I love to eat wild garlic flowers and stems while walking my dogs that aromatic smell fills the whole of the woodland, and the dogs are partial to the odd mouthful also. I very often push a clove of garlic into the flowerbeds, this helps to get rid of pesky critters and provides me with a free source of garlic J

Andrew


Hi Andrew,

I'm glad that you're interested in these garlic notes.
You're right, some more scientific effort towards this issue would be appreciated.  Nevertheless, something has been done and properly reported, more stuff will come in the near future.
We (garlic supporters) are ready to celebrate!
Take care

ikod   [^]
« Last Edit: 15/08/2007 11:37:31 by iko »

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« Reply #33 on: 16/08/2007 22:17:28 »




Enhancement of the fungicidal activity of amphotericin B by allicin,
an allyl-sulfur compound from garlic, against the yeast Saccharomyces cerevisiae as a model system.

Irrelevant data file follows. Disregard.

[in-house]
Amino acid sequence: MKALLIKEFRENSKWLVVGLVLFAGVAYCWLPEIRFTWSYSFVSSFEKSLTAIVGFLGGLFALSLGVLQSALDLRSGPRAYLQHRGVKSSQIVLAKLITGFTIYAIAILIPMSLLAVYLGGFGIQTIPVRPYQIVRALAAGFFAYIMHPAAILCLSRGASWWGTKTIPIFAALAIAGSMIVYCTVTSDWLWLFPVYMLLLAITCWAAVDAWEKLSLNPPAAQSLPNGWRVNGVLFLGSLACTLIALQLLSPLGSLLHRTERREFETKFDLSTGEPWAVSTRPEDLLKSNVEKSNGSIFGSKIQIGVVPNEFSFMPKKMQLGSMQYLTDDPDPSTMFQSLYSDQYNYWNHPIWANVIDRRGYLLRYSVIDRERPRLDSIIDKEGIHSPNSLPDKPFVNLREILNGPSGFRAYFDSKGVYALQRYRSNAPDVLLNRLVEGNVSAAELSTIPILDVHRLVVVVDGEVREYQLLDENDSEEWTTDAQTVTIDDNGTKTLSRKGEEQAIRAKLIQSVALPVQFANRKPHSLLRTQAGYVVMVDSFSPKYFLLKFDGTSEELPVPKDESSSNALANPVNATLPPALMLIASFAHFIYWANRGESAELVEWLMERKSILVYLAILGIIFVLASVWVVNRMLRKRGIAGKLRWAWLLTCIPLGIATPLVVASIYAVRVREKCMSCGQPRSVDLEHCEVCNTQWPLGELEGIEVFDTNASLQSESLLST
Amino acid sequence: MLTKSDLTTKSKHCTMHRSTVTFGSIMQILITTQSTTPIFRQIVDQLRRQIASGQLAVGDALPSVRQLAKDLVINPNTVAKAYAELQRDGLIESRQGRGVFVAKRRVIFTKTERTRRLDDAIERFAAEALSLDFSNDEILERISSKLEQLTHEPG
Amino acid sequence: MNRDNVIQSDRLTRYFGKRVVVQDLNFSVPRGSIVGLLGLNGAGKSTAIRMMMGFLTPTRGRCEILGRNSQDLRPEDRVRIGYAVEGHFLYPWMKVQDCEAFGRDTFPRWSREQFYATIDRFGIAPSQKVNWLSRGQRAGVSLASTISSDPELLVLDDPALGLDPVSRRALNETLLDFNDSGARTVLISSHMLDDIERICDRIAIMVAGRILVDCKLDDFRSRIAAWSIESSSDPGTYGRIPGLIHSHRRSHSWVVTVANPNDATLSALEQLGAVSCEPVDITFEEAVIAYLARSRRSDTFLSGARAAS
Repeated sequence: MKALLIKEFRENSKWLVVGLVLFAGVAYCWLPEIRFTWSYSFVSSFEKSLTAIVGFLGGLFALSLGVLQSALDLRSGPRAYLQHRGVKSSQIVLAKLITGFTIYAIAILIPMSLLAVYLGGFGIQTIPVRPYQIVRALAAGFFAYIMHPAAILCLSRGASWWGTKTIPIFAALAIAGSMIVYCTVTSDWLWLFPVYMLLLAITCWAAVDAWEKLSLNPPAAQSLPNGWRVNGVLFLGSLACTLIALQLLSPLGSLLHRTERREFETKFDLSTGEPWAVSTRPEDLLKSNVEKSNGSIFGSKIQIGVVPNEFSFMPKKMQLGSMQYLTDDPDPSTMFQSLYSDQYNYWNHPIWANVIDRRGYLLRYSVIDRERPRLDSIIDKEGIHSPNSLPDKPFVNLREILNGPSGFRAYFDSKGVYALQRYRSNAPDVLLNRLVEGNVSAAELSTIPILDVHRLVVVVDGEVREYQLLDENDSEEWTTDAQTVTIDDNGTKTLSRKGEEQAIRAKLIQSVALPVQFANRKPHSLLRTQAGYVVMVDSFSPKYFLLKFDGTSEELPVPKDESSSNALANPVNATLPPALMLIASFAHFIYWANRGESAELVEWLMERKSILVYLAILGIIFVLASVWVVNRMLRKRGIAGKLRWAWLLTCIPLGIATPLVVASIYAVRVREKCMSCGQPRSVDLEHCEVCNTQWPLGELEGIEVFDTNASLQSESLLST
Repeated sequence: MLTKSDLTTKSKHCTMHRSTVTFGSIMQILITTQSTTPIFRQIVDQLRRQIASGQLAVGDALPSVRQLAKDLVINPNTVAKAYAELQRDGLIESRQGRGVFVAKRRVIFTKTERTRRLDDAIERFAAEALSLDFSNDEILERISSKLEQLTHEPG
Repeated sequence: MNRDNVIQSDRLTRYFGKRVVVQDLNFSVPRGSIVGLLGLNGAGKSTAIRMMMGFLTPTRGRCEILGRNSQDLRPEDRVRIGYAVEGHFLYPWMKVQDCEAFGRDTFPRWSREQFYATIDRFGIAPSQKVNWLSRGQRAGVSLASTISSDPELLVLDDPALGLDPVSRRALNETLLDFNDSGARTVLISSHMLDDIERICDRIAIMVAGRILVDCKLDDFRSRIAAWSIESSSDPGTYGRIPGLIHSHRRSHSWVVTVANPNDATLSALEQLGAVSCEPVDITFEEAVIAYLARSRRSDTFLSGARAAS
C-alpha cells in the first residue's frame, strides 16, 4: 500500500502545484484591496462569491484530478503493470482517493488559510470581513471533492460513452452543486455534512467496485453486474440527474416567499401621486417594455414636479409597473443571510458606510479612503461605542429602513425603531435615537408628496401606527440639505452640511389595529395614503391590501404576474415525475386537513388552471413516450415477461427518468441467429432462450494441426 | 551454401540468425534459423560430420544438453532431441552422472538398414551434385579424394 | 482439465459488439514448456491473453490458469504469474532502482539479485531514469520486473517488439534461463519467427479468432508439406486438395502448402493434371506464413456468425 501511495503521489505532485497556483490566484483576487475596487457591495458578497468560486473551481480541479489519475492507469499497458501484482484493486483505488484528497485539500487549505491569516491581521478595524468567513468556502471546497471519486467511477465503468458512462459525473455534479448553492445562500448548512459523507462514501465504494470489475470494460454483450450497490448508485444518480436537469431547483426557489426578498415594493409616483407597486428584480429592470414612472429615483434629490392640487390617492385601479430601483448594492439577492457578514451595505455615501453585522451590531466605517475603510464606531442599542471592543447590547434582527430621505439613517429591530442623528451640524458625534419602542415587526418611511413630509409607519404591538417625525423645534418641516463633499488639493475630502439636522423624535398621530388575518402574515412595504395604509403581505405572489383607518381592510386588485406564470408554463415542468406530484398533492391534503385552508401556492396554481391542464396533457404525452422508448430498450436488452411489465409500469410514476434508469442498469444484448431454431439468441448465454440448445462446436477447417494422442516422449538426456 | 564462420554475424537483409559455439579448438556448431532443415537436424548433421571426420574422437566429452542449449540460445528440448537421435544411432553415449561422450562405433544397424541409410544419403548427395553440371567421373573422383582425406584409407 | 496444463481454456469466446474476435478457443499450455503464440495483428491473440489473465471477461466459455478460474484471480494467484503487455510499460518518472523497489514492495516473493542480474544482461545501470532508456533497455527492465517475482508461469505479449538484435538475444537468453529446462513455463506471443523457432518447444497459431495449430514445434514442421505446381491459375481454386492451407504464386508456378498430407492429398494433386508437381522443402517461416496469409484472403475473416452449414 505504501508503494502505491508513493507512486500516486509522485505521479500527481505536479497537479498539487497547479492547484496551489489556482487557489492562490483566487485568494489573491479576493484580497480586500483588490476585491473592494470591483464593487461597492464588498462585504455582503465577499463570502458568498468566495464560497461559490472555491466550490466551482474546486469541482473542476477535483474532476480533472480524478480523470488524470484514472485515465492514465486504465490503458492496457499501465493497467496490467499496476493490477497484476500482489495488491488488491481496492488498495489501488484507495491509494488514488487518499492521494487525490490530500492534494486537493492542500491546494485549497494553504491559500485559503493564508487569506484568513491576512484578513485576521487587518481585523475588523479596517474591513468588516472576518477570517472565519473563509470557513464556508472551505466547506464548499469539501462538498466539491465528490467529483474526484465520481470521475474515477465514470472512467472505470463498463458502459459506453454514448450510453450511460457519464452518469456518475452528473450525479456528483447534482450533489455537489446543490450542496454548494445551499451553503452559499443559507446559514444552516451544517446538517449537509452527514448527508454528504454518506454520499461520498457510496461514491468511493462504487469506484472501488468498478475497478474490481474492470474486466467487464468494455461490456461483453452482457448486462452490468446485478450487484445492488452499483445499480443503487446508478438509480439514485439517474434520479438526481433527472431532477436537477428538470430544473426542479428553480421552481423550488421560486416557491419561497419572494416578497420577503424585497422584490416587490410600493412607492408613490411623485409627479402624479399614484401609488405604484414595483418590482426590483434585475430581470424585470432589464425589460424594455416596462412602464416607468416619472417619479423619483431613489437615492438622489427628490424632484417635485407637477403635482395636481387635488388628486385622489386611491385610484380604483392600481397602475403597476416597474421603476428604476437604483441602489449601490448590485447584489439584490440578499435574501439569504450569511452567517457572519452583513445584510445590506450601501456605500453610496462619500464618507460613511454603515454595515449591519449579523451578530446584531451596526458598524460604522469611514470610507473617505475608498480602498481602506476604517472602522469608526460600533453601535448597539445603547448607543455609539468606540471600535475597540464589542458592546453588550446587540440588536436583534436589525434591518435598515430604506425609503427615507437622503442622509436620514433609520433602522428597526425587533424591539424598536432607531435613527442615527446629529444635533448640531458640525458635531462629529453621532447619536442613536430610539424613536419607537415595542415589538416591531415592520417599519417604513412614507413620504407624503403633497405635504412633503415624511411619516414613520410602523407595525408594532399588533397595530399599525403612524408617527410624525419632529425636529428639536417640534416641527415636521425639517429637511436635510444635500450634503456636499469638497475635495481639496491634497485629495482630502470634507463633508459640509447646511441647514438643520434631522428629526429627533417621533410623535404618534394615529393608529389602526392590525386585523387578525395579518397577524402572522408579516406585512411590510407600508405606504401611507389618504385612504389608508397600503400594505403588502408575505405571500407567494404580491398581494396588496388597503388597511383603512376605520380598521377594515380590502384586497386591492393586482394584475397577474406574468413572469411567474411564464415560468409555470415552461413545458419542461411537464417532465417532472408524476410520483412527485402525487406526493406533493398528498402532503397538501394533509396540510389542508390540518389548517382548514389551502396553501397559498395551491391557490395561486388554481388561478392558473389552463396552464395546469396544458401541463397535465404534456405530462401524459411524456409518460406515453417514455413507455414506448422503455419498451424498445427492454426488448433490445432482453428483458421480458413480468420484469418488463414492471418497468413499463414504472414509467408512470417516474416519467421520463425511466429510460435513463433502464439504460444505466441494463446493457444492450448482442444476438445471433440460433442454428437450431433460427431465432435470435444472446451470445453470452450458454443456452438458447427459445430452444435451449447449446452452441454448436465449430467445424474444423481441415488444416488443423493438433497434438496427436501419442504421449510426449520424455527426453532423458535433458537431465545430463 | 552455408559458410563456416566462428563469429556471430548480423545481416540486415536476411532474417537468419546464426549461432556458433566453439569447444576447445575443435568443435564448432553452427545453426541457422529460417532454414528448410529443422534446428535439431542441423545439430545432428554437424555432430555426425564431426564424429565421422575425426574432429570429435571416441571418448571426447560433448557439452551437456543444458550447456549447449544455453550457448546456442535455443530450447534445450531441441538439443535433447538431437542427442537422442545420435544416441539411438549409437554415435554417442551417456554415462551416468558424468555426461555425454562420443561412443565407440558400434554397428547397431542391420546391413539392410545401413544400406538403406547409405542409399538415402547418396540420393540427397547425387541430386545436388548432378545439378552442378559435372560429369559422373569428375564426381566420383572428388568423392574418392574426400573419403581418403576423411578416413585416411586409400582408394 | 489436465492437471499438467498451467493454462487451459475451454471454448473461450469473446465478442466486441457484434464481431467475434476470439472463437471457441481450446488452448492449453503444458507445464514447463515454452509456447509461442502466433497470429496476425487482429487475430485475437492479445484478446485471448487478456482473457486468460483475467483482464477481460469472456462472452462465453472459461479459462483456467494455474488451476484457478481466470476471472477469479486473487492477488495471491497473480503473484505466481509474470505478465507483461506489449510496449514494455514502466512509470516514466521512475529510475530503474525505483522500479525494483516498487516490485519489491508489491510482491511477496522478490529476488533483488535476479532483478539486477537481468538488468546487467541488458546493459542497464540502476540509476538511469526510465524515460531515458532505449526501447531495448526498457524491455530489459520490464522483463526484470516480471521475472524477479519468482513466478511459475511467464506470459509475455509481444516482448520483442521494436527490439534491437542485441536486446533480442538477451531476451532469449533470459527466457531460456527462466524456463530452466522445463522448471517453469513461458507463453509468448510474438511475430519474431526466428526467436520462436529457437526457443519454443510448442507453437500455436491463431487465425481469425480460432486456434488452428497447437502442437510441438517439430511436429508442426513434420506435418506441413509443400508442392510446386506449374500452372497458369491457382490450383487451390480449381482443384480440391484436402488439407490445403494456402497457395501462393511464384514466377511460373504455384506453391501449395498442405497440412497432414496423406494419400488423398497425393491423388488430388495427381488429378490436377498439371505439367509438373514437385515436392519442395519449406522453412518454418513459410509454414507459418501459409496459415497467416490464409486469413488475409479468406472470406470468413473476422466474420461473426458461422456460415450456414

Ogita A, Fujita K, Taniguchi M, Tanaka T.
Institute for Health and Sport Sciences, Osaka City University, 3-3-138 Sugimo-to, Sumiyoshi-ku, Osaka 558-8585, Japan.

Amphotericin B (AmB) is a representative antibiotic for the control of serious fungal infections, and its fungicidal activity was greatly enhanced by allicin, an allyl-sulfur compound from garlic. In addition to the plasma membrane permeability change, AmB induced vacuole membrane damage so that the organelles were visible as small discrete particles. Although allicin was ineffective in promoting AmB-induced plasma membrane disability, this compound enhanced AmB-induced structural damage to the vacuolar membrane even at a non-lethal dose of the antibiotic. Allicin could also enhance the antifungal activity of AmB against the pathogenic fungus Candida albicans and against Aspergillus fumigatus. In contrast, allicin did not enhance the cytotoxic activity of AmB against cells of human promyelocytic leukemia (HL-60), a vacuole-less organism.